Interviews With An Expert #11: The Psychology And Science Behind Spring Cleaning
The History Of Spring Cleaning
The practice of spring cleaning is a time-honored ritual that’s rooted in cultural tradition. It dates back to the days when homes were heated by wood and lit by lanterns that left layers of soot on every surface. When spring arrived, it was time to open up the windows and doors, pull out the rugs and bedding to beat away the dust, and scrub the floors and windows until they shined.
Beyond the U.S., many countries have well-established annual cleaning traditions. For example, Persian New Year’s Day, called Nowruz, is celebrated on the day of the vernal equinox, which marks the first day of spring in the Northern Hemisphere. The day involves a practice known as khaneh-tekan, which literally means “shaking house.” Every item in the home from the furniture to the silverware is cleaned. It is even common for houses to get a fresh coat of paint.
While many cultures practice an annual cleaning, not all occur in spring. For example, in Guatemala the practice of quema del diablo takes place at the beginning of December. The phrase translates to “burning of the devil,” and reflects the belief that Satan lurks in dirt and junk.
Over the years, ‘spring cleaning’ has become somewhat an automatic ritual. You awaken from a winter hibernation of couch surfing the cold nights away; you turn off the heater, put out the fire and take a good look at the interior of your home which has been locked up for the best part of three months. However, this incredibly important task is about more than just throwing open the windows and letting the sunshine in.
Psychologists agree that our moods can be boosted by “mastery activities,” referring to tasks that aren’t particularly fun but whose outcomes provide a sense of accomplishment that elevates our spirits. Case in point? Cleaning. A unique comfort sets in knowing a clean environment surrounds you.
Seasonal Motivation Wave
Spring cleaning relays a “fresh start effect”. We all know that sensation following a regular cleaning session. It almost feels as though a weight has been lifted off of your shoulders.
Katherine Milkman, behavioral economist and Wharton School professor, calls Spring a “temporal landmark” — a time when people are most motivated to set and achieve goals. In a study, Milkman and her fellow researchers found that temporal landmarks get people moving on things that will better them or their lives because the landmark represents a line between a person’s past and their future. There’s a near universal desire for the future to be better than the past.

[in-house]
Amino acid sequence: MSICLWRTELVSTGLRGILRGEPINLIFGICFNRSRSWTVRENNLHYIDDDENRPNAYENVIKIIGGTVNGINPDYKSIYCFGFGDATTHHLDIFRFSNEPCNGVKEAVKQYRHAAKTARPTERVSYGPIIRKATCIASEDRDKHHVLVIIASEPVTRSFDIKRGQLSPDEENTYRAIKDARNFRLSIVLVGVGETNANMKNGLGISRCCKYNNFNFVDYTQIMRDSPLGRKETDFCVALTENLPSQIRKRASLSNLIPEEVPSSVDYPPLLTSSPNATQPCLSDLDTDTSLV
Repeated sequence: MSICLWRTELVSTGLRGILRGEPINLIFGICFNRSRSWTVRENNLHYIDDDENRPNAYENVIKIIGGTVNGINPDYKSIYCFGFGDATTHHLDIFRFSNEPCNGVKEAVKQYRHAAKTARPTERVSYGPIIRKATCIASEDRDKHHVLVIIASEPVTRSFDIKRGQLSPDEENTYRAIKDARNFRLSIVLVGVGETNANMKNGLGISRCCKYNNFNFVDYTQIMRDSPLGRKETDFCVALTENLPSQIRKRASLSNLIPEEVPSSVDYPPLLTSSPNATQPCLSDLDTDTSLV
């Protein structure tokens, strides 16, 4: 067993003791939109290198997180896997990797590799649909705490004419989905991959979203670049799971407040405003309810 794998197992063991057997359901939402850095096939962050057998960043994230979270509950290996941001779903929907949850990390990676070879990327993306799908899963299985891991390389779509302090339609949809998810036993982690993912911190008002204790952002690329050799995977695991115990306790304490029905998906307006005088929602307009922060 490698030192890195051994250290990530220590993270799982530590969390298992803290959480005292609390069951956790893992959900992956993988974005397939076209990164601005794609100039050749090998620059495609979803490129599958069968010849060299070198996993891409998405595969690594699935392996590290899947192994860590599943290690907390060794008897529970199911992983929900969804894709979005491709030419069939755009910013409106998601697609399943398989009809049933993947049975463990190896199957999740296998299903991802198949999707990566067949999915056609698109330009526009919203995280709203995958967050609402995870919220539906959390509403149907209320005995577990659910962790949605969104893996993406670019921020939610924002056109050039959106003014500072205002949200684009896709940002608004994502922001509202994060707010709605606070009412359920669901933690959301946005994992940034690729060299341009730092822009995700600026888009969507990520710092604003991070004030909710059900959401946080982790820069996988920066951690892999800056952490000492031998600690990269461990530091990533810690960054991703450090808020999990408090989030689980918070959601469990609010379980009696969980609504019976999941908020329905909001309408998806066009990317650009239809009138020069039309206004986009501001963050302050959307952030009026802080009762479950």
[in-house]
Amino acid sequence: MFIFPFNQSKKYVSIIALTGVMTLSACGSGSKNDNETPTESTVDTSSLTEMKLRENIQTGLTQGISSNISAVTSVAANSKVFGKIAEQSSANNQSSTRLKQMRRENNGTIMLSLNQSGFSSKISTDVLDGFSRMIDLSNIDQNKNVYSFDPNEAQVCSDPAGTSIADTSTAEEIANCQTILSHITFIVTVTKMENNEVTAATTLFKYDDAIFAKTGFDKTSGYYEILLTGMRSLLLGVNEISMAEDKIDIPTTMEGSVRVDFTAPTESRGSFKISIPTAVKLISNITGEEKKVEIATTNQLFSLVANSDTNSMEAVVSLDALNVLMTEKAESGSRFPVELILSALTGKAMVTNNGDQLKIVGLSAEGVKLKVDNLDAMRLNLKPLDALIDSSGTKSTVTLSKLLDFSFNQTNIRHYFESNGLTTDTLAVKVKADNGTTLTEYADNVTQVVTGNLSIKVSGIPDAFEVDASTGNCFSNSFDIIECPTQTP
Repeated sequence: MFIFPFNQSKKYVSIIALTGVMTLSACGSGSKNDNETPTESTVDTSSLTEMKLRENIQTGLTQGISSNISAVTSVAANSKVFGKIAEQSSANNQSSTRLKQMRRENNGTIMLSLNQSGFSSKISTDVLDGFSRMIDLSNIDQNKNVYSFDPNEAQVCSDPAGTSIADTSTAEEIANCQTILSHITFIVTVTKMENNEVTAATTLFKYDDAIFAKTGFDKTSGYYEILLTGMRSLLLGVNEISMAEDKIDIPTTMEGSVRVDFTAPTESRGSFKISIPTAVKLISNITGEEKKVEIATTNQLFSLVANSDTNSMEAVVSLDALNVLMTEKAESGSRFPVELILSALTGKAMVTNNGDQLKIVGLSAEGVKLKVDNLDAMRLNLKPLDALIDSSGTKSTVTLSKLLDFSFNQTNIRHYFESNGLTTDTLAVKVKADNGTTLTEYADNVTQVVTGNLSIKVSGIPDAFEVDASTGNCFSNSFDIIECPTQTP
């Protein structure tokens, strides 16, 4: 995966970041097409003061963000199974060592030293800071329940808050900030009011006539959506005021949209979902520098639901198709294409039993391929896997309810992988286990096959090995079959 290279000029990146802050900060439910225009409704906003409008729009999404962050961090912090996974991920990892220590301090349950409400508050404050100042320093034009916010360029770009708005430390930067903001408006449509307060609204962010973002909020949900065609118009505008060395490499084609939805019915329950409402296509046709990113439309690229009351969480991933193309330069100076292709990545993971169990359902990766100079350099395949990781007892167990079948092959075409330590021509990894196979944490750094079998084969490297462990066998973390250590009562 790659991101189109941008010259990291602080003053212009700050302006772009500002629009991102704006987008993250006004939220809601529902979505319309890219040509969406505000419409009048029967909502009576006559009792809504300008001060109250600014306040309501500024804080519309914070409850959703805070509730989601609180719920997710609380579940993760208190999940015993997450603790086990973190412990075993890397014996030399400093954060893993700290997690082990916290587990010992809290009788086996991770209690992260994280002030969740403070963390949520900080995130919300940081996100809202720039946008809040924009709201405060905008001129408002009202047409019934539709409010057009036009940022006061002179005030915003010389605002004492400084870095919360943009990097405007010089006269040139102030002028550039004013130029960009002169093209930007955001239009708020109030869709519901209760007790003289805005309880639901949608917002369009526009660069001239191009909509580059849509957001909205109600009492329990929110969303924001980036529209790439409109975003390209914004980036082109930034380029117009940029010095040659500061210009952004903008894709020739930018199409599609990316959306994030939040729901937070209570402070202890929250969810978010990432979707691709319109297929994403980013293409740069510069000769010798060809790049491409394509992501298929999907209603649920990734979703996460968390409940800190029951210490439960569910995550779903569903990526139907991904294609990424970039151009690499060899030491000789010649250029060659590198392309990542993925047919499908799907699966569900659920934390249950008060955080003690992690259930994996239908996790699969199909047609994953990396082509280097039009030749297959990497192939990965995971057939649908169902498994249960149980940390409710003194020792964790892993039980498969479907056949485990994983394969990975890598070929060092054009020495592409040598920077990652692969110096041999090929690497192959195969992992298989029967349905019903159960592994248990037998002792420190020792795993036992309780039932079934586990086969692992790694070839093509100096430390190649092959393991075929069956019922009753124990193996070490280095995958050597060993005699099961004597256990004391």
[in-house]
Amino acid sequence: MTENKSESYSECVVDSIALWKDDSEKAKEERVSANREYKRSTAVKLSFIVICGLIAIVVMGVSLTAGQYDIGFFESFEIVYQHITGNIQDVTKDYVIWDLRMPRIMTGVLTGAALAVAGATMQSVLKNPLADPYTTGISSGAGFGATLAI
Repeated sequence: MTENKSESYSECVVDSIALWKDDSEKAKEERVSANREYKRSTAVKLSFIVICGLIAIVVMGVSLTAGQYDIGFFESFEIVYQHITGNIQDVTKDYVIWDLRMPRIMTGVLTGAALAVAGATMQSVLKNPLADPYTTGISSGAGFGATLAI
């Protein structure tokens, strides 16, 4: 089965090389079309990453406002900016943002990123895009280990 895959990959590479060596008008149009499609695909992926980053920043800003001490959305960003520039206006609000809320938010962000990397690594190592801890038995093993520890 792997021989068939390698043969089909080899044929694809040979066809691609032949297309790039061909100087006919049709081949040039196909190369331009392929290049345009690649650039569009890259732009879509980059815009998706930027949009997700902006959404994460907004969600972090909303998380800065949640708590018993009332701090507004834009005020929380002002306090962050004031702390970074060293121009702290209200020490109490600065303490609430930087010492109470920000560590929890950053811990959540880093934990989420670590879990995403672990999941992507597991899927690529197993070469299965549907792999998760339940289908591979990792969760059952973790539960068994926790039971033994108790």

In other words, we get the urge to spring clean because spring in particular feels like a new lease on life. There’s something about a deep clean and purge of dust, dirt and clutter that inspires a sense of rebirth, which must be why we traditionally tackle our clutter in the spring, as new buds bloom and newborn creatures scurry.
While spring cleaning has the obvious benefits of an organized closet, a sparkling counter top, and possibly more open spaces, it’s also associated with increased motivation and the satisfaction of an accomplished goal. So plan to ride this seasonal motivation wave as long as it lasts; toss expired makeup, half-used shampoo, towels that are more tatter than terry. Deep-clean the closets. Declutter the drawers. Shift that vacuum into overdrive. There are few things more satisfying than the completion of a proper spring cleaning.
Why else does cleaning make us feel so good?
Well, for starters, multiple studies find that clutter really does a number on our mental health, and getting rid of it can be both cathartic and a long-term stress reliever. In a 2009 study, levels of cortisol— the “stress hormone”—were higher in moms whose home environments were cluttered. Others have found that clearing clutter from our work environment (which is most likely your home right now!) also results in the improved ability to focus and process information.
According to the American College of Allergy, Asthma and Immunology (ACAAI), a good spring cleaning can help you breathe better. If you’re prone to allergies or an asthma-attack sufferer, don’t assume pollen is the primary offender. Powerful asthma triggers, such as dust and pet dander, float on small air currents and settle on every surface in your home. A thorough cleaning of your home can help eliminate allergens and keep new ones from coming in.
Like any physical activity, spring cleaning can burn calories. Now, strolling around the house for 10 minutes with a feather duster won’t do much, but 30 minutes or more of moderate activity like vacuuming or scrubbing floors, can add up. The more you move, the more calories you’ll burn — and you’ll reduce fatigue and increase your overall energy levels in the process.
Take comfort in knowing that your home does not have to be pristine for optimal living and working. The key is finding what environment is most efficient and productive for you. Whether you’ll reap all the psychological benefits of spring cleaning remains to be seen, but at least you will have more closet space…reason enough to try a spring cleaning.
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